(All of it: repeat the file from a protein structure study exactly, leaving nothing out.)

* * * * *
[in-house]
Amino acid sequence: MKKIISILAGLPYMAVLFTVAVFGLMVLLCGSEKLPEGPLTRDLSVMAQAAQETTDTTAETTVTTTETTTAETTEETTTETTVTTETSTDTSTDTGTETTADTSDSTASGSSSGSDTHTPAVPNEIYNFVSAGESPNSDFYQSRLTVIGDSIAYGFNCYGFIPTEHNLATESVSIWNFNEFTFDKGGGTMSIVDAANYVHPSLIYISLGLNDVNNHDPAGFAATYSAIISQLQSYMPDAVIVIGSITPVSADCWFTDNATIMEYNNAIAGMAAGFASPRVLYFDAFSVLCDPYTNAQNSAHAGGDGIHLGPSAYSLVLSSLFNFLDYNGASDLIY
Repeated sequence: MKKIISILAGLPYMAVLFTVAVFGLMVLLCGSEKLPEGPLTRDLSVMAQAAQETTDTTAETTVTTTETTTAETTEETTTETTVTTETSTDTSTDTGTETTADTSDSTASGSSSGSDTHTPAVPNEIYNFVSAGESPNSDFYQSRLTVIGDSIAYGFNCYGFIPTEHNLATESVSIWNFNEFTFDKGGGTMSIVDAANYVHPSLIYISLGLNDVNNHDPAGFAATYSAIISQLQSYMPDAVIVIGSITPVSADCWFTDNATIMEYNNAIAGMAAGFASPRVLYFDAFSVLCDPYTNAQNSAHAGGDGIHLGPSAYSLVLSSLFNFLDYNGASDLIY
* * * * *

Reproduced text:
[in-house]
Amino acid sequence: MKKIISILAGLPYMAVLFTVAVFGLMVLLCGSEKLPEGPLTRDLSVMAQAAQETTDTTAETTVTTTETTTAETTEETTTETTVTTETSTDTSTDTGTETTADTSDSTASGSSSGSDTHTPAVPNEIYNFVSAGESPNSDFYQSRLTVIGDSIAYGFNCYGFIPTEHNLATESVSIWNFNEFTFDKGGGTMSIVDAANYVHPSLIYISLGLNDVNNHDPAGFAATYSAIISQLQSYMPDAVIVIGSITPVSADCWFTDNATIMEYNNAIAGMAAGFASPRVLYFDAFSVLCDPYTNAQNSAHAGGDGIHLGPSAYSLVLSSLFNFLDYNGASDLIY
Repeated sequence: MKKIISILAGLPYMAVLFTVAVFGLMVLLCGSEKLPEGPLTRDLSVMAQAAQETTDTTAETTVTTTETTTAETTEETTTETTVTTETSTDTSTDTGTETTADTSDSTASGSSSGSDTHTPAVPNEIYNFVSAGESPNSDFYQSRLTVIGDSIAYGFNCYGFIPTEHNLATESVSIWNFNEFTFDKGGGTMSIVDAANYVHPSLIYISLGLNDVNNHDPAGFAATYSAIISQLQSYMPDAVIVIGSITPVSADCWFTDNATIMEYNNAIAGMAAGFASPRVLYFDAFSVLCDPYTNAQNSAHAGGDGIHLGPSAYSLVLSSLFNFLDYNGASDLIY